SERPENTINE PATH - Emanations
Having never heard of Serpentine Path before, I was surprised to learn that none of the musicians forming this quintet are unknown. Three of the members - the vocalist and the rhythm section - used to play in doom sludge metal band Unearthly Trance. One guitarist, Stephen Flam, even used to play in the seminal extreme doom metal band Winter, while the other guitarist, Tim Bagshaw, should be known to many as a founding member of Electric Wizard and Ramesses.
Those of you a little familiar with the doom metal genre will of course prick up their ears at the mere mention of Electric Wizard, but don’t expect any doped up stoner doom metal, because Serpentine Path have stripped their sludge/doom metal of any and all frills and have reduced the genre to something that reminds of the European sound of the mid-Eighties, in this case meaning Hellhammer and very early Celtic Frost.
While the first two songs, Essence Of Heresy and House Of Worship, are still moderately short, the following five tracks are running for over six minutes, with the closer Torment even making it to a majestic eight and half minutes. In the hands of lesser artists, this would hardly be spectacular, probably just another retro tour de force, but fortunately, the band from New York and New Jersey have been around long enough to know that even their minimalist approach can take advantage of occasional melodic touches, which in this case are the frequent melodic guitar leads that don’t really count as solos, as they don’t stand by themselves but rather accompany the rhythm section, adding a haunting sense of melancholy to the music. The rhythm section also doesn’t limit itself to just being the backbone. As a matter of fact, especially the bass guitar comes with a gnarly distorted sound that enhances the threatening nature of the performance. The vocals are harsh, low and perfectly fit the magma pace of these behemoth pieces of music.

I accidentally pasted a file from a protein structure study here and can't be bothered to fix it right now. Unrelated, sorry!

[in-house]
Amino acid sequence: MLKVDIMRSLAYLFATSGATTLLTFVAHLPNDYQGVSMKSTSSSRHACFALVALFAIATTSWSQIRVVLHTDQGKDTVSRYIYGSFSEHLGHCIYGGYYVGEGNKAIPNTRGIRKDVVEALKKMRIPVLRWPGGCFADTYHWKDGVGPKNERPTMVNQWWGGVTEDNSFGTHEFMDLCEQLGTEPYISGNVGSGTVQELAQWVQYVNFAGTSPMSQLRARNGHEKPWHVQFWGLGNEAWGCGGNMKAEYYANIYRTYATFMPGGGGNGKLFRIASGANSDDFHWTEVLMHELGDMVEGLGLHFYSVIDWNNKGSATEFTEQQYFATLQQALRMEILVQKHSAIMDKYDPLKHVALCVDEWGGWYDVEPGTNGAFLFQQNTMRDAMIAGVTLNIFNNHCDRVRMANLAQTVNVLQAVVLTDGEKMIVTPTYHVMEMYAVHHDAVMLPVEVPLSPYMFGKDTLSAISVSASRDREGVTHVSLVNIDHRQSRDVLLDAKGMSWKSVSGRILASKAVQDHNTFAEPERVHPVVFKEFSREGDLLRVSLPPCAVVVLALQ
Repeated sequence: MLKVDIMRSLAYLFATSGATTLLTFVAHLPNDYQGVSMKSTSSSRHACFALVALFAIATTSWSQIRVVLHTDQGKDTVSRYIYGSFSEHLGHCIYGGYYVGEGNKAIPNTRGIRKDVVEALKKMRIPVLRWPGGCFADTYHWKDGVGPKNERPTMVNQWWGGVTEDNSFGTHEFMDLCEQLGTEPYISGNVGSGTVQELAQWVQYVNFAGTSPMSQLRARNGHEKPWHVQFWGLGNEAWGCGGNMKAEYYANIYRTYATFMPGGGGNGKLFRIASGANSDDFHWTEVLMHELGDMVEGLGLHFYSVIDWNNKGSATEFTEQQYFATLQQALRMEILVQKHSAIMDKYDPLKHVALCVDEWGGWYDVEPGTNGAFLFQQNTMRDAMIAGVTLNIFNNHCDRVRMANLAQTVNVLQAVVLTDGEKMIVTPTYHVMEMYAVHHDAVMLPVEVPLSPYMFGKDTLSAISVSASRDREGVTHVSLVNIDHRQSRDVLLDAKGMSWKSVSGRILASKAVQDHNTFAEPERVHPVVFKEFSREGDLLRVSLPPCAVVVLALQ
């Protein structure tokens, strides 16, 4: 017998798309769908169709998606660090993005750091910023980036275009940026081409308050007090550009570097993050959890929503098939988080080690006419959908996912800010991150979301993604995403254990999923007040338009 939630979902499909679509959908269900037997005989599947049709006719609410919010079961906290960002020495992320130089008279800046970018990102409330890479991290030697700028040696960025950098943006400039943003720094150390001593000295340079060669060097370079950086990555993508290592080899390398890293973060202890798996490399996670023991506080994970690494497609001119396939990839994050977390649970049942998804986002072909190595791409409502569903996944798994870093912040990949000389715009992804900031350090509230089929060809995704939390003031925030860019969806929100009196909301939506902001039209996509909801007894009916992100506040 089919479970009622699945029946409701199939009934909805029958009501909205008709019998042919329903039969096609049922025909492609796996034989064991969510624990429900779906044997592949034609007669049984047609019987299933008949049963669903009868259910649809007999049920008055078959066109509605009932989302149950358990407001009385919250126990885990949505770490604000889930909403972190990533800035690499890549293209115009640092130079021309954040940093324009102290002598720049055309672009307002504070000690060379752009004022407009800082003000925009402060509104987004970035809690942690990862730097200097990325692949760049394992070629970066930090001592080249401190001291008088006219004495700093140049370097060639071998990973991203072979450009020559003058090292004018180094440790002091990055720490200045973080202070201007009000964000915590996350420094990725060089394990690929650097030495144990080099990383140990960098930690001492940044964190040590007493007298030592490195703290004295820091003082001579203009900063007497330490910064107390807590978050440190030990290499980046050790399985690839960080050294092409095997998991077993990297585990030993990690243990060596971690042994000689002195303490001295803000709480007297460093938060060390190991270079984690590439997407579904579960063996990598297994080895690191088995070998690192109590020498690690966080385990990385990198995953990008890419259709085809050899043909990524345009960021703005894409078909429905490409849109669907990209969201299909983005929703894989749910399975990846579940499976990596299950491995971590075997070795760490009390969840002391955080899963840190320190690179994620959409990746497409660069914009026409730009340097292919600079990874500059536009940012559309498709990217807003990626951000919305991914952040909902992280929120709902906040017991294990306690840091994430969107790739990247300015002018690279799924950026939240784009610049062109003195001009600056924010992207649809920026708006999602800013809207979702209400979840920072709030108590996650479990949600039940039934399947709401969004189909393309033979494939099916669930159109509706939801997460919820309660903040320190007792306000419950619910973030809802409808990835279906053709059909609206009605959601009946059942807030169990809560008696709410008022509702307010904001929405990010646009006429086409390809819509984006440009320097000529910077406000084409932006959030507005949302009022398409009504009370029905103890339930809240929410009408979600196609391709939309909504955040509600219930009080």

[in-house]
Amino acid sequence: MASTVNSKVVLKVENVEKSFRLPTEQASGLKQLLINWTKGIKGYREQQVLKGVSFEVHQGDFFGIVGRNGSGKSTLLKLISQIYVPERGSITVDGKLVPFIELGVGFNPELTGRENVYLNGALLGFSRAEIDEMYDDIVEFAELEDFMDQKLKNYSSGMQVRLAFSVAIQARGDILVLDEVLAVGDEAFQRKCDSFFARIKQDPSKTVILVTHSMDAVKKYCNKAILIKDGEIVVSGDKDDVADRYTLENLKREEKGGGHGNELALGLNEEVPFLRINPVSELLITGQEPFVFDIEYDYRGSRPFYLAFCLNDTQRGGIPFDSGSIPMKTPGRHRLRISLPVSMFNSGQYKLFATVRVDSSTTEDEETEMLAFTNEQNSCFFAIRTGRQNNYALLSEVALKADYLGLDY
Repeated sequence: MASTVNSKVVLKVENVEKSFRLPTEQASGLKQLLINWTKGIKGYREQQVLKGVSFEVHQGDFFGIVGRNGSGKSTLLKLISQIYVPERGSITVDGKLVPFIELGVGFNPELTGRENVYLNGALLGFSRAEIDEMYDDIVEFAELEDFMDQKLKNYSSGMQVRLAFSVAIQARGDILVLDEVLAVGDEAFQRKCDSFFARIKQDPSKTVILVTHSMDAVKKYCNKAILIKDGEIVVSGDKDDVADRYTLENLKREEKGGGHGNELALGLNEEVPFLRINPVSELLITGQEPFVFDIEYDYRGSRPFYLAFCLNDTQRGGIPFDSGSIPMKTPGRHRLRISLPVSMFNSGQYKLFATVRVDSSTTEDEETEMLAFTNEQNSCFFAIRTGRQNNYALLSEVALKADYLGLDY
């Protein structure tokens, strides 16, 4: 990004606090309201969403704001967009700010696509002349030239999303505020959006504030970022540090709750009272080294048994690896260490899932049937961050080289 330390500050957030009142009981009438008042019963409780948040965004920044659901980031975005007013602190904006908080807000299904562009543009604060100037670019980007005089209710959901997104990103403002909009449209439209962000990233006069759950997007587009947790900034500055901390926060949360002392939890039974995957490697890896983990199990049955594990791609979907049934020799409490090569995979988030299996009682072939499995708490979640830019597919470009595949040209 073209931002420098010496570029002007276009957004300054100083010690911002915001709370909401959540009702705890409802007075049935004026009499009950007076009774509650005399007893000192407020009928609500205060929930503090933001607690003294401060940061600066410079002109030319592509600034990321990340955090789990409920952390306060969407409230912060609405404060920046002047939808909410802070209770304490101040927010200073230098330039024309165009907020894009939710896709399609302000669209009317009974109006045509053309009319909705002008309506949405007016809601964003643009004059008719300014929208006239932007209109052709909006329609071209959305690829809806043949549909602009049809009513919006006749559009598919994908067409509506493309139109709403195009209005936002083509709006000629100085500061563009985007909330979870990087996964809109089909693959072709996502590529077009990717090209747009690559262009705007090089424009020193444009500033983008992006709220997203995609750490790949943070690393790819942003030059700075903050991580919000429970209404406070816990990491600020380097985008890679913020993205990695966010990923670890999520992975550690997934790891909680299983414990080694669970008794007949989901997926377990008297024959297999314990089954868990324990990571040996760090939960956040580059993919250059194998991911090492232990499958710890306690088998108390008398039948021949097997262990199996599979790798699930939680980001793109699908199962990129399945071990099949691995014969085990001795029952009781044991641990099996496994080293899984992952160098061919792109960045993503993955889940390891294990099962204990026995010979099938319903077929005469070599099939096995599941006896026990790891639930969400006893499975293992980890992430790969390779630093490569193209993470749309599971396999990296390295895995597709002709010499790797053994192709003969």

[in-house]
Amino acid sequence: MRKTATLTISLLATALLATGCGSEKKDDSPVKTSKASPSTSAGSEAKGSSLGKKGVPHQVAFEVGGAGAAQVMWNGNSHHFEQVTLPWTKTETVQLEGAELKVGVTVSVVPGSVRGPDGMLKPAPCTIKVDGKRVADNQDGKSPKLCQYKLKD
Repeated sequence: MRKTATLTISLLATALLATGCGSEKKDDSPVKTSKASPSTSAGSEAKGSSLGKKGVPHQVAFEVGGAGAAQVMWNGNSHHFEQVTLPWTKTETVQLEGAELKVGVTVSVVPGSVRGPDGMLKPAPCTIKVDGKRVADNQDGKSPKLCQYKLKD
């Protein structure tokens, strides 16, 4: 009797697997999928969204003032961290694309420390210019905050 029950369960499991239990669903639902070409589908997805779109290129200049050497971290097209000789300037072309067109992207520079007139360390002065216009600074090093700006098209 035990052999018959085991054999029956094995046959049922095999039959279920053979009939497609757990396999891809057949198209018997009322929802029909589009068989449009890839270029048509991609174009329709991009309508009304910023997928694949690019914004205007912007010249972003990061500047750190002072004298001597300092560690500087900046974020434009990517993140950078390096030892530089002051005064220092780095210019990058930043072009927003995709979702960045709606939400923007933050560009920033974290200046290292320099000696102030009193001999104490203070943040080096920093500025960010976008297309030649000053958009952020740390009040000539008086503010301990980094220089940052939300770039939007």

Most of the songs dwell in the same nether regions of extreme dark and slow music, but one track manages to stand out. Disfigured Colossus had been pre-released as a single, and not only because its rather concise length of six minutes might not scare off the more adventurous radio stations. In fact, while dragging at the same snail pace as the other songs, this track comes with something like a memorable chorus that makes you want to sing along, in a very funereal way of course. It is also here where the parallels to Hellhammer are the strongest.
Emanations is already the second album by Serpentine Path, coming two years after their self-titled debut, and according to various opinions, the band has really improved since their beginnings. This kind of sludge/doom metal is far away from the more conventional melodic doom metal, and therefore comes also with much less pathos, which only speaks for the band. If you like your doom metal slow, primitive and infernal, you should definitely check out Emanations which will entertain you for forty-five hellish slo-mo minutes.